On April 10 the inflatable module known as the Bigelow Bungalow arrived at the International Space Station (ISS).
The official name for the module is the Bigelow Expandable Activity Module (BEAM), and it will be installed on the ISS later this week. The inflatable module could one day be used to house astronauts in space.
Bigelow Bungalow could drive space exploration
BEAM could one day have a great impact on the future of space habitation and exploration. Bigelow Aerospace, the company which built the module, and SpaceX, which delivered it, are both prime examples of the impact of private space enterprises on innovation.
The module also shows that public-private partnerships can achieve great things in space, and shows that NASA’s strategy to commercialize space is working. If anything it looks like future space exploration will rely heavily on these partnerships.
BEAM itself is an inflatable habitat, the idea of which was first floated in the early 1960s. According to NASA: “this design actually made it out of the concept phase and into production, though no models were ever flown.”
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The space agency also dreamed up inflatable lunar bases and later worked on the Transhab concept. The latter was supposed to work as a living module on Mars missions before morphing into potential accommodation on the ISS.
Larger module to be tested in 2019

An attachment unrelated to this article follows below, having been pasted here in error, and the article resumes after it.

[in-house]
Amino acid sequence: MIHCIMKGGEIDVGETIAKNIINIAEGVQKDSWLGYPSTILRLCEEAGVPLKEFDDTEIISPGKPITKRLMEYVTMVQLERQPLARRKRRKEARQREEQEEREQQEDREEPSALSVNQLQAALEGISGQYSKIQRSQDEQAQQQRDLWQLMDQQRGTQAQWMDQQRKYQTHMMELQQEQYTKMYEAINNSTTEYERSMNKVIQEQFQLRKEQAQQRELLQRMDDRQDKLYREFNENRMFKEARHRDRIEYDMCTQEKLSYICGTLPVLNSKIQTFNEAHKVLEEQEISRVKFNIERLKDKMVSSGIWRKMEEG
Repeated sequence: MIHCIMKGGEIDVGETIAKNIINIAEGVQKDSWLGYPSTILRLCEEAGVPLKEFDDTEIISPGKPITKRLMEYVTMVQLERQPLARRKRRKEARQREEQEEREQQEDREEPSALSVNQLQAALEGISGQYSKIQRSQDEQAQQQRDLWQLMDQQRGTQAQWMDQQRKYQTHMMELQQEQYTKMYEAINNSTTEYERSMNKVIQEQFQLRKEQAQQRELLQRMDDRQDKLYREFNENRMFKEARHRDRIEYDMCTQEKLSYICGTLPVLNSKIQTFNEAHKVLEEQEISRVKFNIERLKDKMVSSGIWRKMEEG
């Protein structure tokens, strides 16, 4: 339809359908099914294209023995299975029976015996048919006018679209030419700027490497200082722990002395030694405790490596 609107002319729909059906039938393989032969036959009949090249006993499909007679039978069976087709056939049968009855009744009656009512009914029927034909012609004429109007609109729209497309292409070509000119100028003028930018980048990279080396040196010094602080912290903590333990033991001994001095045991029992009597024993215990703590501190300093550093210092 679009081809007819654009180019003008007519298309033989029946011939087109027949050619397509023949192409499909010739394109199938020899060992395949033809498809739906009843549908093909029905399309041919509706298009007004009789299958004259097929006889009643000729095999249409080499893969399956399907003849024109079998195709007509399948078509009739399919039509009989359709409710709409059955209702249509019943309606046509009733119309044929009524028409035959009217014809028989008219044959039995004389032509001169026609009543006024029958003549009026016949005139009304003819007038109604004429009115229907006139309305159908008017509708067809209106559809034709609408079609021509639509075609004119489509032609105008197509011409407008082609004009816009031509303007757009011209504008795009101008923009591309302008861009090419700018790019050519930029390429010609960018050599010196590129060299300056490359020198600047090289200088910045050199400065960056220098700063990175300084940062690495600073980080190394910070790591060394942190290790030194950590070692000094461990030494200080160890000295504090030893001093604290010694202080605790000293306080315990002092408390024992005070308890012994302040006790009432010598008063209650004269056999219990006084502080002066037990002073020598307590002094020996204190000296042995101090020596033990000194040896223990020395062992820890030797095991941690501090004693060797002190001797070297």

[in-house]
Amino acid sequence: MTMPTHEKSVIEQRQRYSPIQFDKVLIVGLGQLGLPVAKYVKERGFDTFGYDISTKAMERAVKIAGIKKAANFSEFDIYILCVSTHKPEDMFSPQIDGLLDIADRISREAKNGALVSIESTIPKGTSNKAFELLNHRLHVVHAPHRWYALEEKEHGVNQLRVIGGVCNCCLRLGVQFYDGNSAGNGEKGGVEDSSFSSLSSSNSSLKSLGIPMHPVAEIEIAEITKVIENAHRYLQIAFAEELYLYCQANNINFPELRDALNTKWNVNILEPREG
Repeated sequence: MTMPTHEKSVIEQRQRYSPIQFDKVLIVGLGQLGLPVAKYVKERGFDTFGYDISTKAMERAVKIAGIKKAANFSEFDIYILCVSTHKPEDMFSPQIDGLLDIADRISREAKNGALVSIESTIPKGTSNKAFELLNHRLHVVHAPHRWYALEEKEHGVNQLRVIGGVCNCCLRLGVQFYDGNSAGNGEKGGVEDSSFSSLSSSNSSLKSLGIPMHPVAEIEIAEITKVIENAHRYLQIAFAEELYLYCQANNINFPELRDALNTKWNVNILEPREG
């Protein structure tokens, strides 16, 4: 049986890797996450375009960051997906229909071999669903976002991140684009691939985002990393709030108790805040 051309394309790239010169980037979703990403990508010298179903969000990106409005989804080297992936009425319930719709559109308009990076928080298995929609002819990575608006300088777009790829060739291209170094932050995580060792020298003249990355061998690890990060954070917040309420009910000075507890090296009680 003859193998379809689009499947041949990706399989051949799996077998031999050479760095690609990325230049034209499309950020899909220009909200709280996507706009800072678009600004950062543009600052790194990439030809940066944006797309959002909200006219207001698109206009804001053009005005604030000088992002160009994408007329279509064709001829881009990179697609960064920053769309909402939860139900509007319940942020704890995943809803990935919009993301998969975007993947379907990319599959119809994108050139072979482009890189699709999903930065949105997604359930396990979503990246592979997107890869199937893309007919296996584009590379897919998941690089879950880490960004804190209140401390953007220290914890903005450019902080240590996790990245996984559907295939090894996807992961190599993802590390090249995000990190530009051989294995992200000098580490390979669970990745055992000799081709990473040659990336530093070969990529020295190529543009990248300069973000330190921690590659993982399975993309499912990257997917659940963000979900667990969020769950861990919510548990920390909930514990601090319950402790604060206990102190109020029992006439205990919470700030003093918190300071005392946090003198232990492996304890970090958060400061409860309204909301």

Bigelow is also set to develop a B330 Habitat that will offer 330 cubic meters of space compared to 160 cubic meters on the ISS module. The idea is to use inflatable modules to provide living space on deep space missions.
Bigelow technology is not restricted by the launch capabilities of launch rockets as it only inflates on arrival. Two B330 habitats will be launched in 2019 and 2020 under the terms of a contract signed between Bigelow and United Launch Alliance.
However Robert Bigelow says that the company is “exploring options for the location of the initial B330 including discussions with NASA on the possibility of attaching it to the International Space Station (ISS).”
At some stage it is thought that the B330 will be tested independently in low-Earth orbit, with the ultimate aim of supporting lunar and Martian missions. In this case it looks like private-public partnerships have been a success, but there could be potholes down the road.
Commercial companies obviously need to turn a profit, and there could end up being friction between nations concerned about the commercialization of space. Under the Outer Space Treaty the area had been declared the “province of mankind.”
Some people might not be too happy about NASA encouraging companies to profit from this province.